Eating Fresh? Subway Will Remove Controversial Chemical From Bread
Subway has been hailed as a fast food company that is a gold mine even for health-conscious consumers. Just last week, Michelle Obama ate lunch at the restaurant before hosting a press conference at a Subway in Washington, D.C., recognizing the chain for joining her healthy eating initiative and agreeing to add nutritious foods to its kids menu. But recent news surrounding Subway still isn’t all good, although soon, the company pledges that it will be.
According to CNN, Subway responded to its consumers’ concerns this week when it promised that it would remove a chemical from its breads that is used by commercial bakers for the purpose of strengthening dough. Azodiacarbonamide is not only a dough conditioner, it is also a chemical used to increase elasticity in everything from yoga mats to shoe rubber to synthetic leather, and though it is a USDA and FDA approved ingredient, Subway lovers want it removed. Azodiacarbonamide is banned in the UK, Europe, and Australia.
CNN reports that the Center for Science in the Public interest has long advocated for reducing the amount of chemical that is allowed to be used in the U.S., as the agency argues that the controversial chemical has been poorly tested; however, it was food blogger Van Hari, of the popular food blog, Food Babe, who successfully drew significant attention to the issue when she first starting talking about Subway’s potentially harmful ingredients in 2012.
This week, Hari launched a petition urging Subway to stop using azodiacarbonamide, amassing more than 67,000 signatures, and Subway responded to the petition with the statement, “We are already in the process of removing azodiacarbonamide as part of our bread improvement efforts despite the fact that it is a USDA and FDA approved ingredient. The complete conversion to have this product out of the bread will be done soon.”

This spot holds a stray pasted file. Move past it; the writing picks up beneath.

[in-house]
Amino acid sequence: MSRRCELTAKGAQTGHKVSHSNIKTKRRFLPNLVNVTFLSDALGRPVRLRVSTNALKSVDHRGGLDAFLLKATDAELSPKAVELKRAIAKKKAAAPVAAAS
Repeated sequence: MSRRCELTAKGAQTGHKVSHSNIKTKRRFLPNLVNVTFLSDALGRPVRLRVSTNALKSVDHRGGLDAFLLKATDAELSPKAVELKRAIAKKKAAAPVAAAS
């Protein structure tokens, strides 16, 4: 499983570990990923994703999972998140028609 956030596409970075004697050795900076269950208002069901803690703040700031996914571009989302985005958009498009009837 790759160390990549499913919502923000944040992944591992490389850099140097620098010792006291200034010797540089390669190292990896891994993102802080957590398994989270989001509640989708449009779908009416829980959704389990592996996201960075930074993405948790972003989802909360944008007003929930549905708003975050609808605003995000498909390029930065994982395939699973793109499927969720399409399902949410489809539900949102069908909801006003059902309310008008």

According to CNN, although azodiacarbonamide is a FDA approved ingredient, the agency requires that the chemical not exceed 0.0045 percent by weight of the flour when used in as a “dough conditioner.” CSPI is happy that such a standard is present, however, it reports that one of the breakdown products of azodiacarbonamide is called urethane, a recognized carcinogen, so using azodiacarbonamide at maximum allowable levels still results in higher levels of urethane in bread “that pose a small risk to humans.”
In addition, another breakdown product, semicarbasize, was found to cause cancers of the lung and blood vessels in mice, although CSPI said it poses “a negligible risk to humans.”
In Subway’s case, however, the amount of azodicarbonamide use as a dough conditioner is irrelevant, because the chain says the product will be out of its bread completely soon. Subway certainly isn’t the only restaurant to use this chemical, as CNN reports that grocery store breads and restaurants breads also contain this chemical, but insider sources say it is still especially necessary for Subway to make a public statement about azodiacarbonamide because freshly baked bread is one of the chain’s main selling points. Now that consumers are more health conscious than ever, Subway simply has no wiggle room when it comes to marketing its outed chemical-laden bread.
Unsurprisingly, the food blogger behind Subway’s big change, Hari, is happy with’s chain new promise, and she said in an e-mail, via USA Today, “I commend Subway for finally responding to me and now over 58,000 concerned citizens. Their swift action is a testament to what power petitions and individuals can have. I’d like to note that current Subway sandwiches still have this ingredient, and I urge everyone not to eat their sandwich bread until they have finally removed the chemical.”